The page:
Last December, the first students graduated from the Dutch EUPATI programme. How did they experience the training? What did it bring them? And how do they apply the knowledge they have gained, in their work as patient representatives? For Saskya Angevare, EUPATI NL student, the training brought her knowledge, a network and above all confidence.
“It was very exciting. But I did it. On 16 November 2020 I gave a presentation to the European Parliament. Together with a fellow patient advocate, we informed the European Commission about the experiences of patients with a rare disease, before and during COVID-19. Without the EUPATI training, I would never have dared to do this.
Awareness for rare diseases
I am a board member of KAISZ, an association for very rare autoimmune or auto inflammatory diseases. Because of the unfamiliarity with this rare disease, I have worked on awareness, awareness and awareness. Just to make it clear to everyone what this disease entails.
And then, one moment, you’re asked to have a look at an information leaflet about medication. That’s doable. But after this comes the request of advising on a clinical trial in drug development. Well, that’s a different story! After all, as volunteers in a patient organisation, we are all more or less self-made experts-by-experience. A request like that is pretty exciting then. Besides, where can you find the information you need?
At a time like that I think: either I let this pass and never do anything with it again, or I am going to develop and educate myself to be able to do this. I choose the latter and dive even more intensively into the literature.
Yes, this is it!
I had only just taken this decision, when EUPATI NL came onto my path. Through my other work, for the European Network for Children with Arthritis and Auto inflammatory diseases (ENCA), I came into contact with PGOsupport. When one of their newsletters is delivered on my digital doormat, my eye catches the announcement of… the EUPATI NL training. My first thought? Yes, this is it!
Especially for smaller organisations
Although my start of the training is in good spirit, those first 2 to 3 modules are quite tough. The level is high and the content seems to be primarily intended for larger patient organisations. But don’t let that scare you off. The EUPATI curriculum is just as important for smaller organisations. And moreover, provides you with the opportunity to build a useful network, especially with representatives of those larger organizations. We learn from each other, simply by tagging a colleague student every now and then on LinkedIn and Instagram, for example to point to relevant information and developments. That is why I fervently hope that EUPATI NL will be followed up after graduation.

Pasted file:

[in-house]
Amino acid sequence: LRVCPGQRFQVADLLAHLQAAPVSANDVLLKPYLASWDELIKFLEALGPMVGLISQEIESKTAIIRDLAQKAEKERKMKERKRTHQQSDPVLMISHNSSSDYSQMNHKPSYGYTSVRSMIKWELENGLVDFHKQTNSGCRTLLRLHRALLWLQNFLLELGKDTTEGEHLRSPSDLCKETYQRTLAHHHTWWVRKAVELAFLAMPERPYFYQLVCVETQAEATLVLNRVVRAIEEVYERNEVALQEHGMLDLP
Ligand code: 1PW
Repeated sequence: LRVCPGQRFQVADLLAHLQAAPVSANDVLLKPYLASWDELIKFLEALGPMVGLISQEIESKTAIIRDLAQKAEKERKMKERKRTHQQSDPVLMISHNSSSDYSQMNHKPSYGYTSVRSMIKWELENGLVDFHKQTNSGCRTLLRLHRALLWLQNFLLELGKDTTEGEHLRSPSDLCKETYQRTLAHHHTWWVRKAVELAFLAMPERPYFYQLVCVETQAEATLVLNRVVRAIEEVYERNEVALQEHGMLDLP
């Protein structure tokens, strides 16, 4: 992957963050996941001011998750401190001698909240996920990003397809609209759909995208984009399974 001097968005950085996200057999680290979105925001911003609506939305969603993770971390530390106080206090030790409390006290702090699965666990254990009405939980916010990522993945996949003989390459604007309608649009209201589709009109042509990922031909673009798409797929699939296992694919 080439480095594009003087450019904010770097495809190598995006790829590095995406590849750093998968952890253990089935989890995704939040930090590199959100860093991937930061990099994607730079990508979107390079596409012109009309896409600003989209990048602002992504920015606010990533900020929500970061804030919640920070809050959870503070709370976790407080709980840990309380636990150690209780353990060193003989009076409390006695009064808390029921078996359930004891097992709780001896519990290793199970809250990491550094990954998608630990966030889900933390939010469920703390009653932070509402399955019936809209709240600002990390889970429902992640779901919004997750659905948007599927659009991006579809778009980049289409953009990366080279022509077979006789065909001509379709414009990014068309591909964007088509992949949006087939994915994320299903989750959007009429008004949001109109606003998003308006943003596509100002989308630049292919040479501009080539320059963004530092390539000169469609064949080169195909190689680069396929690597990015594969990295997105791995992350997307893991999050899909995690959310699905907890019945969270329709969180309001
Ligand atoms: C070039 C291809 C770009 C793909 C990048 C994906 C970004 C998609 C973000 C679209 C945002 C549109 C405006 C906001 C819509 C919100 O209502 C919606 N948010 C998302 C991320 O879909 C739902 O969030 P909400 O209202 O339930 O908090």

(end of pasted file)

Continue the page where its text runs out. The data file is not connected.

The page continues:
Knowledge, communication skills and courage
In addition to new contacts, EUPATI NL brings you highly relevant knowledge and communication skills to do your job as a patient advocate even better. For example, you will learn how the process of drug development works with clinical trials, you learn to understand medical articles, and above all… you learn to communicate with researchers, healthcare professionals and other stakeholders.
When I previously was asked questions from that angle, my first thought would be: how do I get out of this? I didn’t think I had the knowledge to contribute to the discussion. Thanks to EUPATI NL, this belongs to the past. I know now that I can do it. Maybe on a different level, but I have a specific expertise that my stakeholders are in need of. EUPATI NL has also given me the courage to act upon this.
As an intermediary
Nowadays I try to be much more of a linking pin between researchers, health care professionals and the patients within the patient organization. That’s a very different position than the one I had before EUPATI. Previously, I was mainly a mouthpiece of the organization to create awareness. Now I’m much more of an intermediary partner. In addition, I can pass on the knowledge I have gained to other people in the organization. For example, the lessons on DNA. They are important to us because we represent a rare hereditary disease. With this knowledge, parents understand their child’s disease much better. And for example, the ‘elevator pitch’ about the condition, that I had to prepare for a training session is now in use by parents to explain about their child’s disease to teachers at school.
Knife cuts on both sides
Moreover, I can now explain to my colleagues how the process of drug development works, so that they understand why drug development takes so long, for example. Patients are very often involved in clinical trials and quite often it is not clear to the parents what it is all about. The doctor sometimes can’t adequately explain, or uses too many medical terms. Then I can provide them with additional information. So not only me, but actually our entire patient population may benefit from my knowledge from the EUPATI NL training.
Not for everyone
It is clear to me: I can wholeheartedly recommend the EUPATI NL training. But it may not be the right choice for just anyone. You really have to want it to the extreme. By this I mean that more than average motivation is needed to complete the training successfully. Do you have a real interest in this matter? Then the EUPATI training will bring you a lot: knowledge, a network and above all confidence!”
Date posted: February 24, 2021